Gladiators

I had always enjoyed watching football.  If the two teams know what they are doing, if they are playing with a modicum of unity, there is something fluid about it.  You might almost say it is something like a violent ballet.

When I returned to the United States that was something that had not changed – the American passion for football.  It is even bigger than the European passion for soccer, because there is more at stake – much more money involved, for one thing.  And the football craze goes down through the ranks, from pro to college to high school and on to the dirt lots where kids pile into each other in  mock combat.  European high schools, at least Greek high schools, lack the aspect of organized sport – to their detriment, I think.  If they adopted it, it would pay for itself; I’m sure of that.  The kids play organized sports, but for autonomous teams completely unaffiliated with their schools.  It gives them no purpose, nothing to cling to and say is theirs.  It becomes, as a result, much more of an abstraction.  Who cares who wins?  Then it boils down to the individual, not the team.  Most kids who play soccer in Greece dream of being a pro.  They don’t really give a damn whether their team wins or not as long as they look good.

Ideally, it is not so in America.  Team play is emphasized.  You can’t win if just one player is a hot shot and all the rest stumble around aimlessly.  I am not naive, however.  Football in American is big business, there’s no doubt about it.  But we’re talking about high school ball here; once you get past that level the situation gets infinitely more complex.

I was more than surprised when my fourth son, who recently arrived in the States to complete his final year of high school, expressed an interest in joining the varsity football team.  For one thing, apart from passing a ball back and forth at a park a few times in Greece, he had never played football in his life.  He knew very little about the game.  It would be enough of a culture shock, thought I, to enter the entirely foreign (to him) milieu of a high school in the United States.  There were other sports that were easier to learn.  At first I tried to dissuade him.  He would have none of it.  His fervor caused me to pause in my remonstrations.  He really, really wanted to do it.  All right, then.  I switched gears and determined that if he desired it so strongly I would support him no matter what.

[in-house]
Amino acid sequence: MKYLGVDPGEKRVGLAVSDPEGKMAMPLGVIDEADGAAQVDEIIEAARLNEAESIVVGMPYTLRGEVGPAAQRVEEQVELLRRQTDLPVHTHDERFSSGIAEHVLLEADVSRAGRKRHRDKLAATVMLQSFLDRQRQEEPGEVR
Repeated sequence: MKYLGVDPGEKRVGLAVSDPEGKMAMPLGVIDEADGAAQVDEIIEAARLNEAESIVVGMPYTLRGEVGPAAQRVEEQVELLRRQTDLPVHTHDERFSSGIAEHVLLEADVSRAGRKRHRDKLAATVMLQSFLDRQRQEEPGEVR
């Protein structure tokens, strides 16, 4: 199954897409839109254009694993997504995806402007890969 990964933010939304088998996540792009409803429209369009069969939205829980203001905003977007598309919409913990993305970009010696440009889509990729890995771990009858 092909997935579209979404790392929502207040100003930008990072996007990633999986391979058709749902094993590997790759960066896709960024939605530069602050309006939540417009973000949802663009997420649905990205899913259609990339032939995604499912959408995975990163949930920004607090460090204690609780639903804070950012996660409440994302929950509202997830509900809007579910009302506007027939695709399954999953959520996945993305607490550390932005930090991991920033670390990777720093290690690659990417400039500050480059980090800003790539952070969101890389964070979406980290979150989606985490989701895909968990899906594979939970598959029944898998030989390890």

See, here’s the thing.  My own experience with playing high school football was, shall we say, slightly less than satisfactory.  I loved the sport, as I say – to watch, and to play in informal games at the park – but I had no desire whatsoever to play it on the high school team.  My father insisted, however.  He had been a good player at his high school.  To prove it we had pictures of him in his football uniform, smiling and confident.  He felt that football built character, and he was right – but what he didn’t grasp and I had no way of explaining, immature and oblivious to most everything as I was in those days, was that it only builds character in those who choose to pursue it, not those who are forced to pursue it.  A huge difference is apparent; motivation is of supreme importance.  I had none.  Dutifully, however, I went to practice.  I had made a few feeble, half-assed efforts to get myself into shape before practice started, but as I didn’t really give a damn I didn’t follow through.  As a result, physically I was woefully unprepared for the practice regimen.  By the end of the first day every inch of my body ached; I could barely stagger home and throw myself on the couch.  The days to come didn’t get any easier.  My ankles developed agonizing pain.  I had to get them taped up before practice, and even then they hurt like hell to run on.  The trainers begrudged the time and tape it took to fix them up each day, preferring to concentrate on the star varsity players.  I was a sophomore, you see.  Not only that, I was on third-string, or even farther back if farther back existed.  I was totally unimportant in their eyes.  Be that as it may, I somehow stumbled, staggered, panted, bruised, groped my way through the practices and stood on the side during the games all year long, never wanting to be there, desperately wanting to quit, hanging on only because my father saw no alternative to me playing football as he had.  Before the last game of the season, something snapped.  We were doing warm-up drills.  Two players faced each other; one was supposed to run through and the other was supposed to hit him in the chest and drive him back.  We were starting fairly close to each other so there wasn’t time to build up enough momentum for a really solid hit; it was a pre-game drill, after all, and the coaches didn’t want anyone to get hurt.  I figured the hell with it.  I charged into the other player with all my strength; I hit him solidly and drove him backwards, almost knocking him to the ground.  Afterwards I was dizzy and saw stars, but I heard the coach say something like, “That’s the way to do it, Walters, why didn’t you show me any of that before?”  That was the only time I got any sort of appreciation or praise the whole season.  You would have thought they’d give me some sort of award just for hanging on, for enduring, when I hated it so much.  But you see, I didn’t deserve that either.  What would have shown real balls would have been to refuse to play in the first place.  And the next season I was offered a paper route, an entrepreneurship, a chance to earn my own money, just before football season started, and I accepted.  My father was disappointed, but as having a job and making one’s own way in the world was another of the principles upon which he expostulated, he could hardly remonstrate overmuch.